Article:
On 12 November 2016, small businesses were the winners from the legislative changes to unfair contracts. A court or tribunal will void an unfair term in a standard form contract, and the small business no longer needs to comply with the clause. Telecommunications providers typically limit a consumers’ and business’ rights to cancel contracts and levy high penalties for non-compliance. Such terms will now likely fall foul of the unfair contracts law. Below, we explore unfair telecommunication contracts in more detail.

The Australian Consumer Law and Unfair Contract Terms

The Competition and Consumer Act 2010 (Cth) contains the Australian Consumer Law (ACL) which provides significant protections to consumers by making unfair contract terms in standard form contracts unenforceable.

Factors which can suggest a contract is a standard form contract include:

  • One party has little or no opportunity to negotiate the contract’s terms (‘take it or leave it’); and
  • The contract is prepared without discussion between the parties.

For example, when you visit your local mobile phone dealer to buy a new phone, you can pick either a $39/month or $49/month contract – that is the extent of your choice. You can’t negotiate whether you pay on the 1st of the month or the 14th, the length of the contract, how many texts the plan includes, etc. These factors make the telecommunication contracts standard form.

Unfair terms are where only one party can avoid or limit performance under the contract. For example, a term where only one party can terminate or vary the contract, or where one party is penalised for conduct but not the other. These examples are both characterised by an imbalance in the rights each party holds.

Australian Competition and Consumer Commission (ACCC) – Industry Review Outcomes

The ACCC found that telecommunications providers had many terms in the standard form contracts which were ‘unfair’ to consumers. The recent changes now extend the law to small businesses.

Changing the Contract Without Consent

Six out of eleven telecommunications providers had contracts which allowed the provider to alter the contract without the consumer’s consent. Under recent changes, this type of term would be unenforceable against a small business.

Example: TPG’s contract allowed it to change the subscription fees for a service, without providing notice. The clause said:

You must pay all subscription fees applicable to the plan for which you have registered. You understand that all fees and charges may be altered from time to time by us without notice.

Suspension or Termination of the Services

Four of eleven telecommunications providers had contracts which allowed them to suspend or terminate their services, without notifying the consumer. TPG was a key offender again and had a clause which stated:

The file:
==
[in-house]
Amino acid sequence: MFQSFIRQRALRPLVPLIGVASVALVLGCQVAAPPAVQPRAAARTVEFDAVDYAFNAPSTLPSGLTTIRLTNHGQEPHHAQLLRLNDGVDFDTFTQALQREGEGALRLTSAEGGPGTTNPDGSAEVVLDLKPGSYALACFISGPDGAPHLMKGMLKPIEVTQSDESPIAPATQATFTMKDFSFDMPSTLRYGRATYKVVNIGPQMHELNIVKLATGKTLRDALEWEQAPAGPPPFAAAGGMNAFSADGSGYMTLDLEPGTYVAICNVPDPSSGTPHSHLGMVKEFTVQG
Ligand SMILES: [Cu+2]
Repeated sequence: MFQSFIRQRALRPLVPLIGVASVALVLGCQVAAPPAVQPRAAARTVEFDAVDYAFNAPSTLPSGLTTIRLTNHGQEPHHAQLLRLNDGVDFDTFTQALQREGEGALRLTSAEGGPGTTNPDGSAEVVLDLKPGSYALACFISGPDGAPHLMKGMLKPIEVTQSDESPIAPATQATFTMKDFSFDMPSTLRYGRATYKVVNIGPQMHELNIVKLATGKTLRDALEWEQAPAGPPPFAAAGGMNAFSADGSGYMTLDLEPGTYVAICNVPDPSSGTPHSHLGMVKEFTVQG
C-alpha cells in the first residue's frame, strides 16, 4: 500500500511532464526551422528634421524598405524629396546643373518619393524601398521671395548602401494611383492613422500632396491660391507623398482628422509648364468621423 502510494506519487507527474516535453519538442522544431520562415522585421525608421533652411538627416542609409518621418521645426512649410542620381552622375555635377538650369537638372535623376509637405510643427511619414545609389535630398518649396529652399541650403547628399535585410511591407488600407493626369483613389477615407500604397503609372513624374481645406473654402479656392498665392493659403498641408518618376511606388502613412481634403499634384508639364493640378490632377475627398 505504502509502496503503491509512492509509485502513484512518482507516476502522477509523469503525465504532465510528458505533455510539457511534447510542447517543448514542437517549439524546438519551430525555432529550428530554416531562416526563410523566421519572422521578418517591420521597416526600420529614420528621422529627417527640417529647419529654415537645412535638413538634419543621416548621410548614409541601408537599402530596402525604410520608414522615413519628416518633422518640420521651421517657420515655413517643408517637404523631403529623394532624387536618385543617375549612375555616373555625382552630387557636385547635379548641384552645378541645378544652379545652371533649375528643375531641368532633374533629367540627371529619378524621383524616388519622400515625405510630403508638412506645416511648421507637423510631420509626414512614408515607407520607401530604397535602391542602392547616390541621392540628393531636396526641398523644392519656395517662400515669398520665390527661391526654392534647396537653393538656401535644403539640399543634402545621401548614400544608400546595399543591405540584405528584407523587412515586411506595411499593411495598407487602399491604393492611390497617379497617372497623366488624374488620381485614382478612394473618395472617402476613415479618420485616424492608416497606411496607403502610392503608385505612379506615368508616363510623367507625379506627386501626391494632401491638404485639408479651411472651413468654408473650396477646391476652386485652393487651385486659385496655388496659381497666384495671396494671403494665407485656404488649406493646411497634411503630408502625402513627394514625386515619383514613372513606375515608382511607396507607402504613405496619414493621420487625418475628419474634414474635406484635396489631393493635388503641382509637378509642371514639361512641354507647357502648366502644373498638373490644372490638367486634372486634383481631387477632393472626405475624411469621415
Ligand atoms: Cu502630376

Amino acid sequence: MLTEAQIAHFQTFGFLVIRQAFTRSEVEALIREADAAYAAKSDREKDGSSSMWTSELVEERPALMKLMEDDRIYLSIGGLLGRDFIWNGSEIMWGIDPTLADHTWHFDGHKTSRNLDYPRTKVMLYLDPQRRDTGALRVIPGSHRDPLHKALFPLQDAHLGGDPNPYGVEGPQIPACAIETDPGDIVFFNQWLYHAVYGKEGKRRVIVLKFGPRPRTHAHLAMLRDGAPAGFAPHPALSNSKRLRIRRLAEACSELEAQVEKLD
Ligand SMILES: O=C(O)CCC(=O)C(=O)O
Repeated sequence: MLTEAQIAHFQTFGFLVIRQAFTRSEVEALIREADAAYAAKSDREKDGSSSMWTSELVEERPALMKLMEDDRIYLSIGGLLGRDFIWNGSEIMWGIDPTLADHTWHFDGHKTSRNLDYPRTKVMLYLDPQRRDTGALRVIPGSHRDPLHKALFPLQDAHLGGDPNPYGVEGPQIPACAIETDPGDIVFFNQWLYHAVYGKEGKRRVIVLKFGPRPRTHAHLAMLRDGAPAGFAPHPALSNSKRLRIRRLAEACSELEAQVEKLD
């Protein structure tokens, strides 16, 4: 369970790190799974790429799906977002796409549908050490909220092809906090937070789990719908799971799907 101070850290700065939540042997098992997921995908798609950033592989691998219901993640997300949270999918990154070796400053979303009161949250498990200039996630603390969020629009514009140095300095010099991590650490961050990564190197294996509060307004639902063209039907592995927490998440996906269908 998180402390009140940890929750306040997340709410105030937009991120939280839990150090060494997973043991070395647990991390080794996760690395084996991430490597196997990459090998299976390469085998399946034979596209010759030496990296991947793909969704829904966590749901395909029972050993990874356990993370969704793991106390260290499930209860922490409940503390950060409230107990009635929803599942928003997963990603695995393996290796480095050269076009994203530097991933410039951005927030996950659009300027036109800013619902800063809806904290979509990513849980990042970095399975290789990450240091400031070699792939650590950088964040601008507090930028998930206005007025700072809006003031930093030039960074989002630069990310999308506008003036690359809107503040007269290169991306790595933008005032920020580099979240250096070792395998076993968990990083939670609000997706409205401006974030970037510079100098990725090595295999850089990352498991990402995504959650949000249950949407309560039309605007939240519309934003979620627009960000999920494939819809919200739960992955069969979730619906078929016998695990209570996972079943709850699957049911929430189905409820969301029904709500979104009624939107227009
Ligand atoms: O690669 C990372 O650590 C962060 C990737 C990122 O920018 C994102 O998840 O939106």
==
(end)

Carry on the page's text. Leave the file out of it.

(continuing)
We may at any time, without notice and at our absolute discretion, suspend or disconnect your access to part or all of the service.

You Can’t Rely on a Verbal Representation

Four out of 11 telecommunications providers included terms in their contracts which expressly prohibited consumers from being able to depend on the verbal representations (statements) their sales representatives made. These terms were problematic given that many consumers rely on what sales representatives say, given the length and complexity of the standard telecommunications contract. Under the ACL, telecommunications providers would be unable to include a clause which meant that a consumer or small business could not rely on what a sales representative told them about their mobile plan.

What Does This Mean for Small Businesses?

The changes mean that if you’re a small business and you enter into a standard form contract which contains an unfair contract term, the unfair contract term will not be enforceable against you.

What is a Small Business?

The unfair contracts law will only protect you if you fall within the definition of a small business. That is, the business must have less than 20 employees, including casual employees.

For the ACL to kick in, the contract must also be for the supply of goods and services. The upfront price payable cannot be more than $300,000. If the contract is for longer than a year, than the upfront price payable cannot be more than $1m.

What this means is that the internet provider cannot include a term which the ACL would deem unfair in the following circumstances:

  • If you are a business with under 20 employees and;
  • You want to enter into, for example, an internet contract for over 12 months and;
  • The contract is worth less than $300k.

Key Takeaways

An unfair contract term is one which gives one party significant bargaining power, leaving the other side with relatively little. Since 2010, consumers have enjoyed protection from these unfair telecommunication contracts under the ACL. From 12 November 2016, the ACL will now also protect small businesses from unfair contract terms. If you have any questions or need assistance updating your contracts to ensure they comply with the new changes, get in touch with our consumer lawyers on 1300 544 755.

Chloe Sevil

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